In the glory days of the Sears Wish Book (back when it was bigger than the phone directory), I would pore over the pages and drool over things that would never be mine. There were two things in particular that I consistently hoped for in the early 80's - a snowmobile and a ventriloquist's dummy. With an average statewide snowfall of 5 inches per year in North Carolina, I can't, in hindsight, justify my desire for a snowmobile. It would've been more rational to have wished for snow. The dummies in the Wish Book were largely celebrity - Laurel and/or Hardy, Howdy Doody, Mortimer Snerd, Charlie McCarthy, etc. I was too young to know about the so-called "art" of throwing one's voice, so I just thought they were puppets. And besides, my friend Adam had a Howdy Doody dummy in elementary school, so it wasn't far-fetched that Santa may bring me one. Well, guess what? He didn't. I have since realized that what evolved into a disdain for ventriloquism might've started out as a case of sour grapes.
My earliest exposure to ventriloquism was through Willie Tyler & Lester, although a few years passed before I realized that Willie Tyler did not play Lamont on Sanford & Son (although you have to admit that you've never seen a photo of Willie Tyler and Lamont Sanford in the same place at the same time). Willie & Lester shilled for Maxwell House coffee, Toyota, Vietnam Veteran's Outreach, and everything in between. The ads were clearly aimed at an adult market, so what I need now is a concise explanation (or apology) from the respective ad agencies. I really think they owe it to me personally. If you ever purchased a car because you were influenced by a wooden toy, then you're unbelievably dumb, and I don't want to know you.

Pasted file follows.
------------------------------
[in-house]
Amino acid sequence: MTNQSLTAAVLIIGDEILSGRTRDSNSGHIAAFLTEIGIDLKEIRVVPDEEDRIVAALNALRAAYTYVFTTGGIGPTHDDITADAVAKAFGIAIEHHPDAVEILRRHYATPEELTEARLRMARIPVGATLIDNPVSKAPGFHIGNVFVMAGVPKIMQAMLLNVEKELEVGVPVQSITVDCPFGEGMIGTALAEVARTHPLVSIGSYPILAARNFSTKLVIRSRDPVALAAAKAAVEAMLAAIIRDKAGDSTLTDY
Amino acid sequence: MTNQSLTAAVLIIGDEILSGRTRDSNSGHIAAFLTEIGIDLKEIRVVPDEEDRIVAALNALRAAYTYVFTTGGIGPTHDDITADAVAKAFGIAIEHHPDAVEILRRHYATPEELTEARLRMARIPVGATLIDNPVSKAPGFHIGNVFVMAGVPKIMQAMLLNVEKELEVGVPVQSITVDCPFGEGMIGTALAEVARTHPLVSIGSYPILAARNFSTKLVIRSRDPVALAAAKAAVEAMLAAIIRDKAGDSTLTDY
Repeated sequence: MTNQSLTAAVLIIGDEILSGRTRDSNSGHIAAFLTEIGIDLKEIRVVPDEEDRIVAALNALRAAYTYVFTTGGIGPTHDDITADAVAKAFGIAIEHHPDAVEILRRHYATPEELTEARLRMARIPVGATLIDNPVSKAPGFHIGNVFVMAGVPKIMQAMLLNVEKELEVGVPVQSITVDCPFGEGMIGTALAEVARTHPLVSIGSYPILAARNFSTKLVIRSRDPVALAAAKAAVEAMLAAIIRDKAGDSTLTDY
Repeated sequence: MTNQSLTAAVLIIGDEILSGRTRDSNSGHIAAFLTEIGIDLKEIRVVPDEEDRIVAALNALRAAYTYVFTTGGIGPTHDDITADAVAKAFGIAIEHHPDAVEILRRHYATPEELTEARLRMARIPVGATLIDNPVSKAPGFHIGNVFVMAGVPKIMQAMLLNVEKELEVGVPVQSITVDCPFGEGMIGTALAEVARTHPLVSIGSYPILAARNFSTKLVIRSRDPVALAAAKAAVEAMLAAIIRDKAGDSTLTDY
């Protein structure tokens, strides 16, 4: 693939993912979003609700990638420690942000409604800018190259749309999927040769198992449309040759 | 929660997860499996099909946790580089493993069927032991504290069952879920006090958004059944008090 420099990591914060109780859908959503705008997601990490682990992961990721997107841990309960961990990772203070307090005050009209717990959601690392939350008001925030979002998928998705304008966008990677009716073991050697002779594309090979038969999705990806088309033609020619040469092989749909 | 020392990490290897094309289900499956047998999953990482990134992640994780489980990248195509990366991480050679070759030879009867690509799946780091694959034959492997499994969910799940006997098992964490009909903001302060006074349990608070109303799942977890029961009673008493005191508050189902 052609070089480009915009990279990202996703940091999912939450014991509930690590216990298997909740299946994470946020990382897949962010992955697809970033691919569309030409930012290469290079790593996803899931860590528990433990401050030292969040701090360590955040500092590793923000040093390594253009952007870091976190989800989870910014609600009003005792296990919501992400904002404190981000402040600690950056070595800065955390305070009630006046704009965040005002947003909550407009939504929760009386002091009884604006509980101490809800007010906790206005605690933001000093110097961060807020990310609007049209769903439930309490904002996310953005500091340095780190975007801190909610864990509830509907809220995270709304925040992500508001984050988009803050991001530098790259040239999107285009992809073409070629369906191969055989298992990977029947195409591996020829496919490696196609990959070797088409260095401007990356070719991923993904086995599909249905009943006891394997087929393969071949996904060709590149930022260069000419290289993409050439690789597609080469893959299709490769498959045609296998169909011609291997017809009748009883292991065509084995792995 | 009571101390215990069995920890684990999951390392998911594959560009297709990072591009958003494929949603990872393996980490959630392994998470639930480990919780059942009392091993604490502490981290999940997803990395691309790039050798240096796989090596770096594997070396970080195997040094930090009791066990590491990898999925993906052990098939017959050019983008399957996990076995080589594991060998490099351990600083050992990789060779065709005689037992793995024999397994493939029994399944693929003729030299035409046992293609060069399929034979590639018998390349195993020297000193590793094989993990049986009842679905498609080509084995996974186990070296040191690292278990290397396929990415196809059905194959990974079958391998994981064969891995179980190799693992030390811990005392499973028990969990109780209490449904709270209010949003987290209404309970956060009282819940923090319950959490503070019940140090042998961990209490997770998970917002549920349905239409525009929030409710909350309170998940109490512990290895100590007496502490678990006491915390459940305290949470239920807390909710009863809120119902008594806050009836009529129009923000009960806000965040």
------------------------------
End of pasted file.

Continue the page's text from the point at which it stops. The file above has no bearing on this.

Wayland Flowers & Madame were another hacky ventriloquist act best known from Hollywood Squares. Madame was a creepy doll that eerily resembled Joan Rivers, if Joan Rivers were less synthetic. Their humor leaned toward the risque, and even though I can't recall any particulars of their act, it's safe to assume they were quite the unfunny duo. They had the stereotypical look of a stale Vegas act, and I can picture them in their heyday bringing down the house at Harrah's, complete with Japanese tourists eager to return to the Orient with tales of bright lights and puppetry in the Western world.
Fast forward to present day and, wouldn't you know it, ventriloquism just won't die; in fact, it's on the upswing. My sister-in-law ruffled my feathers recently when she raved over Jeff Dunham. I think she was surprised at just how irritated the mention of a dummy (with a dummy) made me. Dunham's premiere of The Jeff Dunham Show on Comedy Central drew an astonishing 5 million viewers, and he reportedly earned $30 million last year. I know that sounds like pocket change, but it's really not that bad for a ventriloquist. I seriously tried to watch an episode of Dunham's show, and in less than 60 seconds, I was seething with a mixture of rage, shame, and embarrassment. Let it be known that my sister-in-law is dead wrong! There are no laughs to be had on this show. None.
From my perspective, a ventriloquist's dummy is largely a crutch, a prop to hide behind in case the comedy just isn't that good. Funny is funny. It's also subjective, I know, so I certainly wouldn't make a blanket statement to indict all ventriloquists as unfunny. But if the comedy's good enough to get an honest laugh, it's probably good enough to be delivered sans a puppet. Good jokes, and comedians, should stand on their own.